Just a short post, before I head to bed for the night. It struck me more forcefully than ever, reading Mason and Madison in the Virginia debates on ratification, that originalism or textualism is a double-edged sword for the Republican party and the conservative movement in general.
For although they have a point about originalist understandings of things like the Commerce clause, the modern doctrine of Executive power, and especially the John Yoo-types who preach about the “Unitary Executive” have to stay awfully quiet about original understandings and texts.
Because the Founders were emphatically clear on this point, and left behind a stark record of their fears on Executive power. In keeping with a short post, I’ll simply point you to Farrand’s Records of the Philadelphia Convention, and the Federalist Papers, as key texts in elucidating the Founding opinion concerning executive power. The “elevator pitch” is this: the Founders had just rebelled against the tyranny of a strong Executive who appropriated legislative and even judicial authority in his dealings with the Colonies, and the original “constitution” for the newly free states — the Articles of Confederation — reflected this general fear and left the Confederal government nearly powerless in most respects.
Indeed, the Founders who gathered in Philadelphia in 1787 to revise the Articles, but who decided to write a new Constitution instead, gave much thought to the proper limits on Executive power. Alexander Hamilton, himself in favor of a relatively strong Executive branch and Federal government, took pains in Federalist No. 69 to demonstrate the many ways in which the new Constitution rendered the Presidency unlikely to transgress the limits set forth for it. It is well worth reading — not because the Founders got it right, the 20th and 21st centuries amply demonstrating how presidents can escape these bounds — but for the tone and mode of Founding thought. Even Founding advocates of a strong Executive branch had major concerns about the dangers that lie in interpreting the powers of the Presidency too broadly.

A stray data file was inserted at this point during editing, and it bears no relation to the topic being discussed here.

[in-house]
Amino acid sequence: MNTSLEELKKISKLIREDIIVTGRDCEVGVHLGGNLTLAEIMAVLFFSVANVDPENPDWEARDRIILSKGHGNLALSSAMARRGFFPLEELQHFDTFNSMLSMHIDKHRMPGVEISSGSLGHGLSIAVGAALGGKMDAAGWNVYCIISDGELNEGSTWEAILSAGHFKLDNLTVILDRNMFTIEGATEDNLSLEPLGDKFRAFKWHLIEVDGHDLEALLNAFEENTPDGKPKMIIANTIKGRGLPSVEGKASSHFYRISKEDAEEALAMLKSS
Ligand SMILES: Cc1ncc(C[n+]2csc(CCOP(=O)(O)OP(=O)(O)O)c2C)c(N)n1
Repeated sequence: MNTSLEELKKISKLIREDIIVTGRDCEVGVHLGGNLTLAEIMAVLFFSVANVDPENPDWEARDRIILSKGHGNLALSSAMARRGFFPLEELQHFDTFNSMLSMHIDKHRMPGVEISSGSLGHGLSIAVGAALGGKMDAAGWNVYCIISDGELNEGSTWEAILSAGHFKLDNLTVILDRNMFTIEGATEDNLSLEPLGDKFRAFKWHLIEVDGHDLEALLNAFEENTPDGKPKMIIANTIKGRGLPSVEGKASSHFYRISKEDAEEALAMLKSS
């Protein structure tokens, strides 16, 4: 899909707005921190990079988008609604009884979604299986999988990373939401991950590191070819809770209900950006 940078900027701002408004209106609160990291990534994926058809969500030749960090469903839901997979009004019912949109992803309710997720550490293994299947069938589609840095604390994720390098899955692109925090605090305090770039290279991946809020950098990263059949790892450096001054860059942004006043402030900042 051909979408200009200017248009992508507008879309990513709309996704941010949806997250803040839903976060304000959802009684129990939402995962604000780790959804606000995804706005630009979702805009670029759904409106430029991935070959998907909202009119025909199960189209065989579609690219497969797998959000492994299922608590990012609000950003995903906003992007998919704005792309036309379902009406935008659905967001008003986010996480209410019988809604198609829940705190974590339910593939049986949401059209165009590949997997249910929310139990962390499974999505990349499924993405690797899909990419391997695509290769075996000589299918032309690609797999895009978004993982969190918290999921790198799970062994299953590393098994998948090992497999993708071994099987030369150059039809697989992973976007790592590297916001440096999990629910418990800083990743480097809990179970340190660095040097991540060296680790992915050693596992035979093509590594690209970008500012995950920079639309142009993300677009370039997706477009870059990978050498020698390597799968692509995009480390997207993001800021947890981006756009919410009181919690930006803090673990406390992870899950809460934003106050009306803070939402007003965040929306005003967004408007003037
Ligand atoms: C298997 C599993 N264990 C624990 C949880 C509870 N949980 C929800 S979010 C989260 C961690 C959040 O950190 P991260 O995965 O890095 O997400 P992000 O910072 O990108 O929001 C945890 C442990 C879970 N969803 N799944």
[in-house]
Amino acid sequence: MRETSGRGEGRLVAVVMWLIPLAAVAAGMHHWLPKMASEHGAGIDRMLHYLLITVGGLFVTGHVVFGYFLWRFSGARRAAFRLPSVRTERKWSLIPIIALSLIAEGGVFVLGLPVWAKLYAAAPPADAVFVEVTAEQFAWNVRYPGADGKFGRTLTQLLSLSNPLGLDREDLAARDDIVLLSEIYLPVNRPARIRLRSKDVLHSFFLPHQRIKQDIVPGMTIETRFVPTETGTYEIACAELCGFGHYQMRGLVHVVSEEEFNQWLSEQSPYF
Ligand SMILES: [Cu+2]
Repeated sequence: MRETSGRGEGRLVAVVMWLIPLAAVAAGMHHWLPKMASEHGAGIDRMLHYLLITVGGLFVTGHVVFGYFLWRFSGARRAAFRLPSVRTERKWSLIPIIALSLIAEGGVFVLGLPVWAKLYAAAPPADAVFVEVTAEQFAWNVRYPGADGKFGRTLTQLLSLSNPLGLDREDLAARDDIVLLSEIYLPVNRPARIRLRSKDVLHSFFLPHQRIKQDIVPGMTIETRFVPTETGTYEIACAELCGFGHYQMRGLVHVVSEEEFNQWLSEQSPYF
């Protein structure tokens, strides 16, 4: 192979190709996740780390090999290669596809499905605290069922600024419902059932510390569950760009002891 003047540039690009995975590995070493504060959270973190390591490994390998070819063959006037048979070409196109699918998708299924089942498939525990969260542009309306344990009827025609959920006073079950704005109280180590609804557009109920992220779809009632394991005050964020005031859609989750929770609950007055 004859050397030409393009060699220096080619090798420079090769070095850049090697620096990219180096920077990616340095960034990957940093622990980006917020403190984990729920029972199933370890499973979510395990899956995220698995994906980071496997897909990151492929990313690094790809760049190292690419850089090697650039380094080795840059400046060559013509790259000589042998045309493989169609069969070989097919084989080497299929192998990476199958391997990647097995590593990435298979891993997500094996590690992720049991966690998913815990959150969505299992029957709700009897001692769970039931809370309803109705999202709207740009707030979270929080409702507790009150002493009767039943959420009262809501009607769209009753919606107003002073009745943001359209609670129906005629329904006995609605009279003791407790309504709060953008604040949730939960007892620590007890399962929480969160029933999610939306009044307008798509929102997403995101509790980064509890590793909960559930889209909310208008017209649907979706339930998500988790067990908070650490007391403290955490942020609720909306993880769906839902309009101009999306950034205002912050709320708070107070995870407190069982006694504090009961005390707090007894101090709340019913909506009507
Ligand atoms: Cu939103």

And this is merely a sample. Read any of the Federalists, who supported the new structure, and you’ll see the same fear of an overreaching executive. Read any of the Anti-Federalists, who opposed the entire idea of a strong Federal government, and you’ll see even stronger arguments for limits on Presidential and Federal power.
What you won’t see is an originalist or textualist basis for the “Unitary Executive” or the “National Security State” or any of the other modern justifications for the massive erosion of the separation of powers now underway.
And that has to make you wonder, are they simply employing originalism, textualism, and “strict construction” when it suits them? The answer seems clear: originalist legal scholars are largely consistent, while political appointees and elected officials appear fairly “opportunistic” in their deployment of interpretive principles.
So just say “no” to John Yoo and other scholars who purport to have evidence that the Founders wanted a strong, activist Executive Branch all along. Read the Founders for yourself and understand why they trusted Congress far more than the Presidency. Read the Founders and I think you’ll come away with the same feeling I have: there is absolutely no question that James Madison, George Mason, Alexander Hamilton, and others would look at the modern Presidency and conclude that we had recreated monarchy, without inheritance. That contrary to the spirit of the Founding generation, the modern Presidency is headed towards — or has already become — an elected monarchy.
One wonders what James Madison, not to mention Thomas Jefferson, would think about our blind acceptance of what they fought to escape.